Masala chai is a tea beverage made by boiling black tea in milk and water with a mixture of aromatic herbs and spices. Originating in India, the beverage has gained worldwide popularity, becoming a feature in many coffee and tea houses. The traditional masala chai is a spiced beverage brewed with different proportions of warming spices. The spice mixture, called karha, uses a base of ground ginger and green cardamom pods. Other spices are usually added to this karha including one or more of cinnamon, star anise, fennel seeds, peppercorn, nutmeg, cloves, cardamom seeds, ginger root, honey, vanilla, and other spices. In the Western world, using allspice, to either replace or complement the cinnamon and clove, is also common.
Traditionally, cardamom and ginger are the dominant notes, supplemented by other spices such as cloves, or black pepper. The latter two add a heat to the flavor and the utilization of cloves is more typical and popular throughout India. The traditional composition of spices often differs by climate and region in Southern and Southwestern Asia.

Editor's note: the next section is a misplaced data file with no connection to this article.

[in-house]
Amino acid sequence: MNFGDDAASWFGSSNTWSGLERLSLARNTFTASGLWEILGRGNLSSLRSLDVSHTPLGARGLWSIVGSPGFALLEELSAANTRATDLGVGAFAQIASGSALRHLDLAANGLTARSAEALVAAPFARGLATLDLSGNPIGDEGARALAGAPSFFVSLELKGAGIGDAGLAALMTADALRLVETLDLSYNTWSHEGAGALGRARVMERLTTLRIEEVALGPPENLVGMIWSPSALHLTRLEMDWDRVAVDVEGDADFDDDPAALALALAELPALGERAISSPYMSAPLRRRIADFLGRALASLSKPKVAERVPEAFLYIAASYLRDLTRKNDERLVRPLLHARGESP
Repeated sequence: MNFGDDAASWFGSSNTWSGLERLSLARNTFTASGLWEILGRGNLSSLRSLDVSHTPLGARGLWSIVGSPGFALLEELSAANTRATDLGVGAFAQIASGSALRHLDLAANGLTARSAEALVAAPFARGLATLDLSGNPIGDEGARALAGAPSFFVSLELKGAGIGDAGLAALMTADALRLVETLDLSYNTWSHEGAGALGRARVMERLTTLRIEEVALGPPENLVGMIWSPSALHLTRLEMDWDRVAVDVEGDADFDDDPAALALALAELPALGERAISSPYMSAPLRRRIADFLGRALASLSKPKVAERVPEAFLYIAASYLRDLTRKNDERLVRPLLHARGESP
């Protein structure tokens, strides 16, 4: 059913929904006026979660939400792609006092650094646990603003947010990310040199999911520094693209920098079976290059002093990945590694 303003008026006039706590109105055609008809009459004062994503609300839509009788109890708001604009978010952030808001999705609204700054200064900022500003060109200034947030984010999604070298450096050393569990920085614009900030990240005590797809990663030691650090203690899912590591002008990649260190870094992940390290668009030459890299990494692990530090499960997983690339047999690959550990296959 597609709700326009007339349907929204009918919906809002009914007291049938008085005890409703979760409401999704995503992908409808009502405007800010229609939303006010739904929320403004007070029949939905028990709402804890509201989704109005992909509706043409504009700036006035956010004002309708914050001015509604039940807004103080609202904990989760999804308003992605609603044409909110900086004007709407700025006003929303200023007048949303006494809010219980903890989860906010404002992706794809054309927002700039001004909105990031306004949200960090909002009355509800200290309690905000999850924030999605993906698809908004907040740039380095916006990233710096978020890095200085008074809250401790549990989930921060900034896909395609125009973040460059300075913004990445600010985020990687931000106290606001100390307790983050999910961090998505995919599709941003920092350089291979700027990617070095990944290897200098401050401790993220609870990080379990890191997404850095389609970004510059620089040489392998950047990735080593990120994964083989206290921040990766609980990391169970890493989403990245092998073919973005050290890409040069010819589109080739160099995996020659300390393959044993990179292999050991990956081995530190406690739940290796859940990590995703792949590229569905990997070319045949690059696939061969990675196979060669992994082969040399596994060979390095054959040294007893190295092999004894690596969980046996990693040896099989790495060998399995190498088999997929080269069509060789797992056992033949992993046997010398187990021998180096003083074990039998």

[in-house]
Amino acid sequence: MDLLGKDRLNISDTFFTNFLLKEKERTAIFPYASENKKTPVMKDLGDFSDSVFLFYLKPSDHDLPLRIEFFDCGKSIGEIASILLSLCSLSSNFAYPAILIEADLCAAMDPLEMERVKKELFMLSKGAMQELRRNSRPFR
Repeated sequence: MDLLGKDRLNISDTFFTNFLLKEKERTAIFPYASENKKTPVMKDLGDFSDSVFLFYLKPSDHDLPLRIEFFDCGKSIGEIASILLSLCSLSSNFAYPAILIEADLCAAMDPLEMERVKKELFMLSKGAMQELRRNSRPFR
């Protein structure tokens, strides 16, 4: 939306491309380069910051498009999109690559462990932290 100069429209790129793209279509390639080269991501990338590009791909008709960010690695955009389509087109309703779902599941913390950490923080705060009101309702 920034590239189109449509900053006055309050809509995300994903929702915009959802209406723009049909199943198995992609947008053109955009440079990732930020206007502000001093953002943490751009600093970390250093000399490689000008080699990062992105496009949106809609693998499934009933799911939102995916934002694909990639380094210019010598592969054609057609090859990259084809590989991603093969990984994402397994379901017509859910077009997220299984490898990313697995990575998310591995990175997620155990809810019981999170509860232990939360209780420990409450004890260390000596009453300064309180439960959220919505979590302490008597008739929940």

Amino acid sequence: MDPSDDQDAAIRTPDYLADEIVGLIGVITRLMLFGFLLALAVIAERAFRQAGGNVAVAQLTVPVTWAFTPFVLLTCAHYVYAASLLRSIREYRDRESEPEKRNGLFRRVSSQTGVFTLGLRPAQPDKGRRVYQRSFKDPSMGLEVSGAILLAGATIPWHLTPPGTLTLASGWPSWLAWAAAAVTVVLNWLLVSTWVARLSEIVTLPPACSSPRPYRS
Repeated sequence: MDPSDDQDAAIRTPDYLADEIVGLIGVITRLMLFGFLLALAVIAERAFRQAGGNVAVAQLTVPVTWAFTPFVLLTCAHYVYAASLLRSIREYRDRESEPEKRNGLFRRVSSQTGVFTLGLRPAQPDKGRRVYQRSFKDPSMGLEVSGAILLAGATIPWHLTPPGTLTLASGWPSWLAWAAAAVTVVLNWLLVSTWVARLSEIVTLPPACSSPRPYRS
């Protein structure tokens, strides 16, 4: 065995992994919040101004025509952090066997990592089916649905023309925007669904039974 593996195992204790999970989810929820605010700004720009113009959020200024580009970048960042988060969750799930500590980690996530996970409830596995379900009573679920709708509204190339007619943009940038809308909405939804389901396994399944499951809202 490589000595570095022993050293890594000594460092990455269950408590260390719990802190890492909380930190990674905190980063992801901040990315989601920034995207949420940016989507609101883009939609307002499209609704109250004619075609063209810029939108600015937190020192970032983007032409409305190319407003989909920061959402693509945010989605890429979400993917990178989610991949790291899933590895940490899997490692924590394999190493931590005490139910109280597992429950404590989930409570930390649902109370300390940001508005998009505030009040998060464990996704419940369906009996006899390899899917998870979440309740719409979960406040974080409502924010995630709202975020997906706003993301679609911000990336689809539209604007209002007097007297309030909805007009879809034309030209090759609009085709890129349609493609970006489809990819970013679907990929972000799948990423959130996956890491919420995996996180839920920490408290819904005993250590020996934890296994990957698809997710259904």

The simplest traditional method of preparing masala chai is through decoction, by actively simmering or boiling a mixture of milk and water with loose-leaf tea, sweeteners, and whole spices. Indian markets all over the world sell various brands of chai masala. The solid tea and spice residues are strained off from masala chai before serving.
The method may vary according to taste or local custom; for example, some households may combine all of the ingredients at the start, bring the mixture to a boil, then immediately strain and serve. Others may leave the mixture simmering for a longer time, or begin by bringing the tea leaves to a boil and only add the spices toward the end or vice versa.